Indigenous Languages Learning Through Serious Games Based on Second Language Acquisition Theories

Indigenous Languages Learning Through Serious Games Based on Second Language Acquisition Theories

Miguel A. Sánchez-Acevedo (Universidad de la Cañada, Mexico)
DOI: 10.4018/978-1-5225-7435-4.ch003

Abstract

When new educational games are developed for teaching languages, a set of ideas or intuitions about how students can gain more knowledge are used; however, few of them are based on a solid theory or substantiated with linguistic research. This chapter presents a brief review about second language acquisition theories; describes the importance of recovering, maintaining, and transmitting indigenous languages; and analyzes efforts made for enhancing bilingual education. Serious games are presented as an alternative for learning indigenous languages, and guidelines to develop serious games implementing second language acquisition theories are proposed. Finally, a discussion about challenges and future trends in recovering, maintaining, and transmitting indigenous languages is presented.
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Introduction

When educational games are developed for teaching languages, ideas or intuitions about how students can gain more knowledge are used, but only few are substantiated with linguistic research or based on a solid theory. Several studies have demonstrated that learning a second language doesn’t consist only of phonetic and grammar; there are factors involved such as cognitivism, psycholinguistics, culture and sociology (Song, 2018). Acculturation, behaviorism, connectionism, comprehension hypothesis, interaction hypothesis, output hypothesis, sociocultural theory, and universal grammar hypothesis are found among the most relevant theories for second language acquisition (Menezes, 2013). Those theories provide the basis to increase the knowledge acquired by learners of a second language. There is a gap among theories and learning practice. Serious games are an approach that can close this gap. Indigenous languages have an opportunity of being recovered, maintained and transmitted through serious games.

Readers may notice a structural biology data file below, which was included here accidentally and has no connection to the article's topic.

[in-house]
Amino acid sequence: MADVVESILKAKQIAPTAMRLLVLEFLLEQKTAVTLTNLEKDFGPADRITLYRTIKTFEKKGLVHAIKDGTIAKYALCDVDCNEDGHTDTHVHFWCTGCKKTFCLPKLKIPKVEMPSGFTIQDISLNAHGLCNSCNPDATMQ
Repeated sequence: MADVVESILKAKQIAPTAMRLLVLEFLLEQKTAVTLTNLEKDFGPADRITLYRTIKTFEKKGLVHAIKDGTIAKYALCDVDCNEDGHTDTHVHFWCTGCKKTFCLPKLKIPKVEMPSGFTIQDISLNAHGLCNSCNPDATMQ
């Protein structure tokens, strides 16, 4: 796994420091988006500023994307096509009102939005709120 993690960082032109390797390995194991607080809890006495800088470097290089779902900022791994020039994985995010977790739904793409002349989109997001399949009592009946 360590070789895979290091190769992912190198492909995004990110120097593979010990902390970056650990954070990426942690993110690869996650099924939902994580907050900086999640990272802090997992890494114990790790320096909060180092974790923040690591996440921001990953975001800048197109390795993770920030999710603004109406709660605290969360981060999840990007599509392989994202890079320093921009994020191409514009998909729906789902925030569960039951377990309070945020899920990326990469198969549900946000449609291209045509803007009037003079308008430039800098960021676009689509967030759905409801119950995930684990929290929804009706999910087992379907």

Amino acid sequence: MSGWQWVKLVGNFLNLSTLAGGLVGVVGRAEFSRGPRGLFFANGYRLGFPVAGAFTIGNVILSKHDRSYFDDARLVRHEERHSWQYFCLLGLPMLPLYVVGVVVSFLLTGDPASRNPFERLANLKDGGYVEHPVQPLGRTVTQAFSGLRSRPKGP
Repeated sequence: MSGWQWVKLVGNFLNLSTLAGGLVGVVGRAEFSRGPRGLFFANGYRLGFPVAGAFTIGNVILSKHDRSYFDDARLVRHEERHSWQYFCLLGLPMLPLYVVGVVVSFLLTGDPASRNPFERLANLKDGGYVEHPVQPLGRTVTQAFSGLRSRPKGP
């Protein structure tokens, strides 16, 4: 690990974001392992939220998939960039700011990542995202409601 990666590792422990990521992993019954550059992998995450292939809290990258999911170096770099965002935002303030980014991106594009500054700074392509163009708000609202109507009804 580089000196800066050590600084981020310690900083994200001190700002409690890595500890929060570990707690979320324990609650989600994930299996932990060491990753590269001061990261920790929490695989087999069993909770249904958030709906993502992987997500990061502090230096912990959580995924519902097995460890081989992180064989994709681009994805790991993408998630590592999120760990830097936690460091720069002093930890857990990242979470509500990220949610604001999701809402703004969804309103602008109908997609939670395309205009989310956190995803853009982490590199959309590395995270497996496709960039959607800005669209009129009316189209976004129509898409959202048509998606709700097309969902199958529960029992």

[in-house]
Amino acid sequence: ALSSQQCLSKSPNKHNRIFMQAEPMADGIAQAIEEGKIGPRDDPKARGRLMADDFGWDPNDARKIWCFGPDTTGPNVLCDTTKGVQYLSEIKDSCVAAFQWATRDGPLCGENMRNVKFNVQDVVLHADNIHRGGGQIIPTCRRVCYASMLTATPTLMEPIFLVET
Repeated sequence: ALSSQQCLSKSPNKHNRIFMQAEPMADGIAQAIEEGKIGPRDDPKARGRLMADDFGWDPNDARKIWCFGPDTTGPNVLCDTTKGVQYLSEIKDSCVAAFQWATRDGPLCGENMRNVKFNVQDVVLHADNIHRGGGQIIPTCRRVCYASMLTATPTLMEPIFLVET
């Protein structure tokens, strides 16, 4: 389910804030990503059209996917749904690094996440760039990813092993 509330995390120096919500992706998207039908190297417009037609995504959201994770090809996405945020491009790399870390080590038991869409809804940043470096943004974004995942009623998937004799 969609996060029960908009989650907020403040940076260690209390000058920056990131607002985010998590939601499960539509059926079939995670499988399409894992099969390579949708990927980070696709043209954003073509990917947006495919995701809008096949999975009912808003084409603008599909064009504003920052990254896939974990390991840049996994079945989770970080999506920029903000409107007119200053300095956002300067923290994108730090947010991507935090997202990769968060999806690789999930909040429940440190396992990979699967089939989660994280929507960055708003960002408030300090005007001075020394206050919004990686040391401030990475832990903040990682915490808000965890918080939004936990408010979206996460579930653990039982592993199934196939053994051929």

The UNESCO (2015) has reported that around 199 languages in the world have less than ten speakers; estimations predict that a half of the languages spoken today will be lost in 2050. The disuse of indigenous languages generates a loss of cultural value since various customs, maintained by indigenous groups, are transmitted through their native language. This situation has attracted the interest of the scientific community for recovering, maintaining, and transmitting indigenous languages. When education is introduced in indigenous groups through the adoption of an official language, the use of native language is reduced (Furniss, 2014). Bilingual education has been adopted as strategy for transmitting knowledge without reducing the use of native language (Correa Ferreira et al., 2018). It is important to strength bilingual education through educative technology to avoid the reduction on the use of indigenous languages while enhancing the acquisition of a second language.